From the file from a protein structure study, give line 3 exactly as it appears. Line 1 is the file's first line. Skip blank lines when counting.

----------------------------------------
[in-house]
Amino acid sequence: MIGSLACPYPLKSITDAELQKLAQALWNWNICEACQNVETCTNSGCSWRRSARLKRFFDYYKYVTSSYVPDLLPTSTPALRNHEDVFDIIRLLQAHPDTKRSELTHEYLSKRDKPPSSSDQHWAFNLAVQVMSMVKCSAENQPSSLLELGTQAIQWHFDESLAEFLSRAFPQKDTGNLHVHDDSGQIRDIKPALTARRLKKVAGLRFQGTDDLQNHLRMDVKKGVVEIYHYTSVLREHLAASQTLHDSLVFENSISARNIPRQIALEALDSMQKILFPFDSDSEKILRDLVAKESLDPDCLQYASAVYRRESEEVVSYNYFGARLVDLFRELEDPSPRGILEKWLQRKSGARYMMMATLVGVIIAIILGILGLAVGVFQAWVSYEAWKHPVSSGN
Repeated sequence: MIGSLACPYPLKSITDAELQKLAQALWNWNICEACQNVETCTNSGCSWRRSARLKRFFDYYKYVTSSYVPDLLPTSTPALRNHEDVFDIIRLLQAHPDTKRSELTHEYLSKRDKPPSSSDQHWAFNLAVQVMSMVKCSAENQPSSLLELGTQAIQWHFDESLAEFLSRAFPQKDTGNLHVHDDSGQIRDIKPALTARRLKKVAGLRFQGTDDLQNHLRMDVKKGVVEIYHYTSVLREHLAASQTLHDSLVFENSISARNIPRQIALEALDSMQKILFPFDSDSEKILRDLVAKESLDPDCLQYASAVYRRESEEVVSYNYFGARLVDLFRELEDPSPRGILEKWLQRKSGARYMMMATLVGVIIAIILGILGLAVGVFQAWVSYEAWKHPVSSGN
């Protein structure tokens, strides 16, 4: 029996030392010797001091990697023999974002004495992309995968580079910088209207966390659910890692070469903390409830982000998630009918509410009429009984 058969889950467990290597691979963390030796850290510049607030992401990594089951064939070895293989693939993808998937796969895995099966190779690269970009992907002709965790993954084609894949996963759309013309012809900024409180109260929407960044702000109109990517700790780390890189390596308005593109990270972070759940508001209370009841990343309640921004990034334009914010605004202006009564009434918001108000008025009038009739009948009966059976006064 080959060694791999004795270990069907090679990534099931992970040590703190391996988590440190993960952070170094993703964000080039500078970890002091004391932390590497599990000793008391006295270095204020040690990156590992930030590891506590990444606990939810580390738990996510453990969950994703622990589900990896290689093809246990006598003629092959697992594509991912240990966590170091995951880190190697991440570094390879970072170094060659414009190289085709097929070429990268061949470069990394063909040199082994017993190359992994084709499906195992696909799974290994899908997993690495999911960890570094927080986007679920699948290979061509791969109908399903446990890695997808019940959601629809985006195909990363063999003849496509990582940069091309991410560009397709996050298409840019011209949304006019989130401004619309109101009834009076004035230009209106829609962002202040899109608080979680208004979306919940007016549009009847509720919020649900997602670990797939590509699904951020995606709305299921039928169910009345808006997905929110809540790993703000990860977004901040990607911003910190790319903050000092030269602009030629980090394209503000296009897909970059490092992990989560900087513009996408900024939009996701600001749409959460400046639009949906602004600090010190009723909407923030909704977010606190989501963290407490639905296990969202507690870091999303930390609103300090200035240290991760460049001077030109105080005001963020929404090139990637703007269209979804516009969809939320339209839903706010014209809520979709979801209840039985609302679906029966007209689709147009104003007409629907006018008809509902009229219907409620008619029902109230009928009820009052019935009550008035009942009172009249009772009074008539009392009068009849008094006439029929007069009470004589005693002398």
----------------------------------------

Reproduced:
Repeated sequence: MIGSLACPYPLKSITDAELQKLAQALWNWNICEACQNVETCTNSGCSWRRSARLKRFFDYYKYVTSSYVPDLLPTSTPALRNHEDVFDIIRLLQAHPDTKRSELTHEYLSKRDKPPSSSDQHWAFNLAVQVMSMVKCSAENQPSSLLELGTQAIQWHFDESLAEFLSRAFPQKDTGNLHVHDDSGQIRDIKPALTARRLKKVAGLRFQGTDDLQNHLRMDVKKGVVEIYHYTSVLREHLAASQTLHDSLVFENSISARNIPRQIALEALDSMQKILFPFDSDSEKILRDLVAKESLDPDCLQYASAVYRRESEEVVSYNYFGARLVDLFRELEDPSPRGILEKWLQRKSGARYMMMATLVGVIIAIILGILGLAVGVFQAWVSYEAWKHPVSSGN